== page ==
Political Turmoil & Palace Coup

An ancient kingdom lies on the brink of peril. A first-born prince is denied the right to rule because of his mother’s low birth; a younger prince of noble birth lays a legitimate claim to the throne; a beloved daughter is betrayed by a trusted aide; a mighty warrior and benevolent leader is torn between his familial love and his role as king.

The tale of King Kashyapa I (473–495 AD), the great visionary who built a monumental palace in the sky, is one of succession, betrayal and vengeance. A tale of epic proportions, almost Shakespearean in nature, unfolding in the city of Anuradhapura, on the resplendent isle of Sri Lanka.

King Datusena (455 to 473 AD) was revered as a compassionate king, a brave warrior and a great leader who not only managed to expel the South Indian Pandyan usurpers from Anuradhapura and reunite the country, but also contributed to the country’s complex irrigation network by building many water tanks (Kala Weva, Yoda Weva, Maa Eliya Weva), resulting in the growth of agriculture in the Rajarata area.
He further cemented his place as one of the country’s great kings by supporting the progress of the Buddha Sasana (teachings of the Buddha), constructing and renovating dagobas (hemispherical structure containing Buddhist relics) and viharas (monasteries for Buddhist monks) and commissioning the impressive 42-foot standing Avukana Buddha statue during his reign. His contribution to the Buddha Sasana is likened to the works of the great King Asoka in neighbouring India.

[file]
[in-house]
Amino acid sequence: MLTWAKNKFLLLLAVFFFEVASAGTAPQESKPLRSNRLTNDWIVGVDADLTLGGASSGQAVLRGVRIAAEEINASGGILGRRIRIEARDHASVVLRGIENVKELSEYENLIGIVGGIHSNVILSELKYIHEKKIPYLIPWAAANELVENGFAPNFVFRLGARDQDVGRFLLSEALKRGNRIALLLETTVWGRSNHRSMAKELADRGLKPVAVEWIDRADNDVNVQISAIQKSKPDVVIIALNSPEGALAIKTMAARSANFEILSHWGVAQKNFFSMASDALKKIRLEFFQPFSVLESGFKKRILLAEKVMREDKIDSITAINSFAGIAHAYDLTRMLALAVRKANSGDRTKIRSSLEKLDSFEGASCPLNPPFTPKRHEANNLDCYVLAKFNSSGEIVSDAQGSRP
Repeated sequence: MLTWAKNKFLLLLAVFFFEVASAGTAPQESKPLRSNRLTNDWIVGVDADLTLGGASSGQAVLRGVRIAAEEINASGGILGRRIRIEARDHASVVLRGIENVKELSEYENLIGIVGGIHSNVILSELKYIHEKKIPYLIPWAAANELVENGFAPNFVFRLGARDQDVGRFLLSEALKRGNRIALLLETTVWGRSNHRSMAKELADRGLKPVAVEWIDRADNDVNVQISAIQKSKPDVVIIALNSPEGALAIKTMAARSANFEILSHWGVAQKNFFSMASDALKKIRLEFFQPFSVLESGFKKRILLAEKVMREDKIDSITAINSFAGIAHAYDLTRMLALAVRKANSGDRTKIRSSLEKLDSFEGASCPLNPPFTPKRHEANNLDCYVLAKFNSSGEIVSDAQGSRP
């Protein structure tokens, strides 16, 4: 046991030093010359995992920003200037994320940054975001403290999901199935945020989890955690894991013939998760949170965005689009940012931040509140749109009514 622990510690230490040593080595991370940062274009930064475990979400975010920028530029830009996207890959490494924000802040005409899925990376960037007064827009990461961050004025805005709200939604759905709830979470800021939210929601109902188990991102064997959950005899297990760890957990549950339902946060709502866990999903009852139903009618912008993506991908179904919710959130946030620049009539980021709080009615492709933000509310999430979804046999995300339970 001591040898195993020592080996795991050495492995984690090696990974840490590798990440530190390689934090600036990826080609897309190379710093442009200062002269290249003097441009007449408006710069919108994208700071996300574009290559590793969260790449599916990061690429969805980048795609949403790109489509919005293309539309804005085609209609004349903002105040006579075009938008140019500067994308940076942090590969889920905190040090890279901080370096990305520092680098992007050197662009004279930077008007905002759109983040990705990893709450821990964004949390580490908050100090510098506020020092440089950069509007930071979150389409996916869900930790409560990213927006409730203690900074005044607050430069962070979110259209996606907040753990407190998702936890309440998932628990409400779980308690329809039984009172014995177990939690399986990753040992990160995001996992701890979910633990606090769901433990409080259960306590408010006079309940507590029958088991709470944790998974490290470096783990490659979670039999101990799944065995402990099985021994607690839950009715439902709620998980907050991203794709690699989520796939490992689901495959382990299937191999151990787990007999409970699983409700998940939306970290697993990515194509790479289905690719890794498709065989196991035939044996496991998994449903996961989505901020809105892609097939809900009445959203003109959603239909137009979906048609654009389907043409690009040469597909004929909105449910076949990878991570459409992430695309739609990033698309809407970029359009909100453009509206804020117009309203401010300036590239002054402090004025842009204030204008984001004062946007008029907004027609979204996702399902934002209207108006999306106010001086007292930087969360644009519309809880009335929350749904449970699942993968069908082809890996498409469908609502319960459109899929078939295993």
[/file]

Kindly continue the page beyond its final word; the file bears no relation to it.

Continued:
However, King Datusena’s humble nature and meritorious deeds didn’t spare him suffering and misery in the autumn years of his life. Little did the great king know that the day his concubine birthed his first son also marked the beginning of his own downfall. Ambitious Kashyapa may have been the first-born prince, but his mother’s status as a non-royal concubine stripped him of any legitimate claim to the throne. His younger half-brother, Prince Moggallana, however, was born to the royal consort, legitimizing his position as rightful heir to the throne of the great Kingdom of Anuradhapura.

The Ambitious Prince

The age-old tale of jealousy and hunger for power has coloured history books red with the blood of fallen kings and armies throughout the world. The tropical isle of Lanka was no different, with the ambitious young Kashyapa adamant to have his chance to rule the land. Dissension crept into the court of King Datusena, spurred on by a single horrifying incident that involved his much loved and only daughter.